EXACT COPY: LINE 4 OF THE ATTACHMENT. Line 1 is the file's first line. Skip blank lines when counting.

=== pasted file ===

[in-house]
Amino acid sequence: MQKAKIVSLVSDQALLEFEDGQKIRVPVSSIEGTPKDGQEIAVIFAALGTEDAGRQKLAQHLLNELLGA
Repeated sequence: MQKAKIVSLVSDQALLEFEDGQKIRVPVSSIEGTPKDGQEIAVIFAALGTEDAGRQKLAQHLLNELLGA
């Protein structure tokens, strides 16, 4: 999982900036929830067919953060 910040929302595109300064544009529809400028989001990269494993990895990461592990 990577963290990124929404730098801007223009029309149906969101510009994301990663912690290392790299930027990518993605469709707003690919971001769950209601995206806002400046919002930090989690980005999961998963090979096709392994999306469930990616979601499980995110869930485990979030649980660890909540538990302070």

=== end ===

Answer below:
């Protein structure tokens, strides 16, 4: 999982900036929830067919953060 910040929302595109300064544009529809400028989001990269494993990895990461592990 990577963290990124929404730098801007223009029309149906969101510009994301990663912690290392790299930027990518993605469709707003690919971001769950209601995206806002400046919002930090989690980005999961998963090979096709392994999306469930990616979601499980995110869930485990979030649980660890909540538990302070």